Joint Message from Ms. Audrey Azoulay, Director-General of UNESCO, Mr. Gilbert F. Houngbo, Director-General, International Labour Organization, Ms. Catherine Russell, Executive Director, UNICEF, Mr. David Edwards, General Secretary, Education International for World Teachers’ Day文章源自英文巴士-https://www.en84.com/14863.html
5 October 2023文章源自英文巴士-https://www.en84.com/14863.html
The teachers we need for the education we want: The global imperative to reverse the teacher shortage文章源自英文巴士-https://www.en84.com/14863.html
“Better than a thousand days of diligent study is one day with a great teacher”文章源自英文巴士-https://www.en84.com/14863.html
– Japanese Proverb
If we are to achieve the Sustainable Development Goals by 2030, in particular the goal of achieving equitable and quality education, we need relevant and innovative pedagogies that prepare the learners of today for the transformation needed by society in a rapidly changing world. Teachers are one of the pillars on which this transformation depends.
Research has repeatedly found that teachers are the single most important school-level variable for improving student outcomes. The centrality of teachers to the future of education was reaffirmed at the United Nations Transforming Education Summit last year, culminating in the establishment of the High-Level Panel on the Teaching Profession. This renewed focus on teachers is timely, as the world currently faces a severe global teacher shortage.
Halfway to the Sustainable Development Goals, 44 million teachers still need to be recruited globally to meet universal primary and secondary education needs by 2030, with 15 million of those required in sub-Saharan Africa, according to newly released data from UNESCO and the Teacher Task Force. Rural, marginalized, and forcibly displaced communities often face the most chronic shortages of qualified teachers.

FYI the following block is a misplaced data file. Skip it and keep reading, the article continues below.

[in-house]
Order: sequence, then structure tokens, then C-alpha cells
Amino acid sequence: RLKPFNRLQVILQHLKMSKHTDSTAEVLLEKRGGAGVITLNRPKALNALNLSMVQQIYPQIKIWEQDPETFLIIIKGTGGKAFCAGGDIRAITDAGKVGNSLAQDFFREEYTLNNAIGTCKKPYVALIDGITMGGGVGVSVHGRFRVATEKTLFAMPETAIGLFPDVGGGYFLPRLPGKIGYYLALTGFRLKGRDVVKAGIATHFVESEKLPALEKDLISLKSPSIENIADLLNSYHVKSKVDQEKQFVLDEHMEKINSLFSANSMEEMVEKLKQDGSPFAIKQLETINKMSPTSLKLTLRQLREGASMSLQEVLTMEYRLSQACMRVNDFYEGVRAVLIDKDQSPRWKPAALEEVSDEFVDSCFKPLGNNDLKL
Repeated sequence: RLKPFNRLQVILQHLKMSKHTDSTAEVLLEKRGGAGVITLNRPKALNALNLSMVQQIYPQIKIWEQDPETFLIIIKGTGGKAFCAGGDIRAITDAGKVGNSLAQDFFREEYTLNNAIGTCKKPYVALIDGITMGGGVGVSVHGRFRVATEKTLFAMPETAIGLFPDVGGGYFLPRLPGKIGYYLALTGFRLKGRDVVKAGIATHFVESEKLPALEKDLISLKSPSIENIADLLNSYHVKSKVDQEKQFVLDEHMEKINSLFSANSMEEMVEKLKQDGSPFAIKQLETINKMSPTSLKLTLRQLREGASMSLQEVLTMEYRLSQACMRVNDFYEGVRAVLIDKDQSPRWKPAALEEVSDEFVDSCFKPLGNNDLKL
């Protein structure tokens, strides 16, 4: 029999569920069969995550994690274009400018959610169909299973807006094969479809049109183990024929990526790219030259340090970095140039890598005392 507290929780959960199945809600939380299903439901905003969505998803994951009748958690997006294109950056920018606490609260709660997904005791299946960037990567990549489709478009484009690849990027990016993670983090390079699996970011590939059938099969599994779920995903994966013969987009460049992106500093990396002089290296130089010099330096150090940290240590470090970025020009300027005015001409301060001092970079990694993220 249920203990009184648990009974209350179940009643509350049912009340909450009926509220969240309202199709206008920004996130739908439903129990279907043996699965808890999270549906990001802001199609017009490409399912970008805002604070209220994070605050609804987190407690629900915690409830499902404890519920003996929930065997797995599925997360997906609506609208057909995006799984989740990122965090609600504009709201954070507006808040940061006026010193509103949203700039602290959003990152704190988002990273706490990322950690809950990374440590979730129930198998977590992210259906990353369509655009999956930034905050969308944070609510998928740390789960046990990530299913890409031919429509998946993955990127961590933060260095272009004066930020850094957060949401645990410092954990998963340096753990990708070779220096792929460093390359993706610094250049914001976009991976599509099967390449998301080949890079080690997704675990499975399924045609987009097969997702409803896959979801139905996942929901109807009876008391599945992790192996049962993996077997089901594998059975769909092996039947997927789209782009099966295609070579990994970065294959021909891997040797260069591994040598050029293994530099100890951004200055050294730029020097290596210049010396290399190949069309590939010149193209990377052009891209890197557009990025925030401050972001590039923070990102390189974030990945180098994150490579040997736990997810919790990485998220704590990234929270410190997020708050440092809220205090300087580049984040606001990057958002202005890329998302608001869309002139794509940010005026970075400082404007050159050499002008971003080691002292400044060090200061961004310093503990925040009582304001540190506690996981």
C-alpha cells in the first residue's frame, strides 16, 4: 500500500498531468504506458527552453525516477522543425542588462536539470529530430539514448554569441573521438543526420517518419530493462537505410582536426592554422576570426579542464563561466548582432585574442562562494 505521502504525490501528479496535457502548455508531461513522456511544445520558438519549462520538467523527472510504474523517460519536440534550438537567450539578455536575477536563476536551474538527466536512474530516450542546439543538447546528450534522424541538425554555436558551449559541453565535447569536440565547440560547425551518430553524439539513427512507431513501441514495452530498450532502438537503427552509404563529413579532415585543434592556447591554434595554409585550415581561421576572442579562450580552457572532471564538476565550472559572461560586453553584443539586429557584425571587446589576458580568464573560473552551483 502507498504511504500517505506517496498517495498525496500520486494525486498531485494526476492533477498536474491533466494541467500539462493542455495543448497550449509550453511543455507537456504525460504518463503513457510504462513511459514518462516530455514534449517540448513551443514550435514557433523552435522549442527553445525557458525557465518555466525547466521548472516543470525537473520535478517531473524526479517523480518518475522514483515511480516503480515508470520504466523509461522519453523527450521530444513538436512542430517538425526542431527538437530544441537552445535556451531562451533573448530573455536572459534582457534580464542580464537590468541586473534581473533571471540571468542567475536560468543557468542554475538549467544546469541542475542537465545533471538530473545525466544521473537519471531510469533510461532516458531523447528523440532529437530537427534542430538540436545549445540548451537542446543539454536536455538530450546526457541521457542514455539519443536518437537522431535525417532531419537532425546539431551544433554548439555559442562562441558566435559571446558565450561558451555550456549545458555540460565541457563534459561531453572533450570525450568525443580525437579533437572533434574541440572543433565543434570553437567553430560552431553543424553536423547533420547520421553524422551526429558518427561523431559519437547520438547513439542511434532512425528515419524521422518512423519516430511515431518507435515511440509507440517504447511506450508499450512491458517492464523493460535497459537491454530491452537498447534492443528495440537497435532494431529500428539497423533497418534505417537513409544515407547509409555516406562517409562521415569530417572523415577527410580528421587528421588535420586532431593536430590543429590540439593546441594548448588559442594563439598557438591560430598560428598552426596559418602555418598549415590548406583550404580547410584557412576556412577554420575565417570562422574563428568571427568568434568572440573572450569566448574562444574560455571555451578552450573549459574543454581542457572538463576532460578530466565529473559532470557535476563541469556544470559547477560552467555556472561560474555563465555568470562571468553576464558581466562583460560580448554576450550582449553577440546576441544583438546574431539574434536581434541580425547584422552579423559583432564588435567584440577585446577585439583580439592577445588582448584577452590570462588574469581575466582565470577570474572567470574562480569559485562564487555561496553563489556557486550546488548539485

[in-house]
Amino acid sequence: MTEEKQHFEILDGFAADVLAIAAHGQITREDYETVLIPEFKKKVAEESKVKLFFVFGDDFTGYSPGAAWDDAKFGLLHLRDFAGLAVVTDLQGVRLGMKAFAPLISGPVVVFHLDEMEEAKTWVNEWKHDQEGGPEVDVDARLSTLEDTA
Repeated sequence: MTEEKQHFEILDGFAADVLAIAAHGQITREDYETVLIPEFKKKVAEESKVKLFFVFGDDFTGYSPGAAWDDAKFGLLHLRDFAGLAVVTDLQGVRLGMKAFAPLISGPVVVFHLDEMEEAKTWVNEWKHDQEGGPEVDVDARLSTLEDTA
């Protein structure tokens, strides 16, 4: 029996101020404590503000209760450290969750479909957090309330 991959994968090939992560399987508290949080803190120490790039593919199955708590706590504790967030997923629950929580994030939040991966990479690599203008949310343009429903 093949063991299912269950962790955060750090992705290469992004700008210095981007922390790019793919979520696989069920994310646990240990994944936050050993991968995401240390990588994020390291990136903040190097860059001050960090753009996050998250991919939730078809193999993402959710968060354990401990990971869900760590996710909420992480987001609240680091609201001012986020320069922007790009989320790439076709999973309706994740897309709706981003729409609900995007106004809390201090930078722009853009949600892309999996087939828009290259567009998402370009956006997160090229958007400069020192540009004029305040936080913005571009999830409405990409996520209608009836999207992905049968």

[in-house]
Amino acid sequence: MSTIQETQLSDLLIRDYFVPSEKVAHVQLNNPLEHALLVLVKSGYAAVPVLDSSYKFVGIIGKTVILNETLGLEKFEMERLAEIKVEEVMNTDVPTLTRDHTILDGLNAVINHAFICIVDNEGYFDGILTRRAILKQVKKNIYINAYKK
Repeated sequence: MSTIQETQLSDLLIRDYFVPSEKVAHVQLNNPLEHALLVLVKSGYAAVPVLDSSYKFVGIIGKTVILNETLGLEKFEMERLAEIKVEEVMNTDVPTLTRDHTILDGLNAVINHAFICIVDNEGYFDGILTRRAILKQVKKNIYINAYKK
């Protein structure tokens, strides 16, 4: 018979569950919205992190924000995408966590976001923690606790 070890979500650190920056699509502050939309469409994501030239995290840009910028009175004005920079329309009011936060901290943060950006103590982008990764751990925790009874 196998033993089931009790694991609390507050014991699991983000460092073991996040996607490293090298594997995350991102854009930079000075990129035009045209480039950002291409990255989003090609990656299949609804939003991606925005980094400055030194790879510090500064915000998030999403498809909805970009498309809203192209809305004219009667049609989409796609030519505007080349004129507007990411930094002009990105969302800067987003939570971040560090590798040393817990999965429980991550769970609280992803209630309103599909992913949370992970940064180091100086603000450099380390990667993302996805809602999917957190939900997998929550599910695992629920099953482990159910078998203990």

The fundamental cause of this global shortage is the diminishing attractiveness of the teaching profession, which undermines the recruitment of new teachers and produces high levels of attrition amongst those in service, especially within the first three to five years of entering the workforce. Teachers can typically expect to be paid less than if they entered other professions requiring similar levels of qualification, whilst also finding themselves increasingly overburdened by additional responsibilities and administrative tasks. Due to these poor working conditions, teaching is often viewed negatively as a ‘profession of last resort’, and teachers are not given the recognition and status that they deserve.
The report from the International Commission on the Futures of Education – Reimagining Our Futures Together: A New Social Contract for Education – recommends that the teaching profession be reimagined as a collaborative profession. To do so, it is essential to shift the way in which we perceive teachers: they should be valued as key agents in renewing the social contract for education. Teachers are lifelong learners, catalysts for change, creators and facilitators of knowledge, and mentors who engage students and support them in understanding the complex challenges and realities of our world today.
Today, on World Teachers’ Day, we celebrate teachers’ critical role and the great importance of reversing the global teacher shortage. We call upon countries to ensure that teaching is transformed everywhere into a more attractive and valorised profession where teachers are valued, trusted, and adequately supported to meet the needs of every learner. Bold actions must be taken, if we are to reverse the current decline and successfully increase teacher numbers.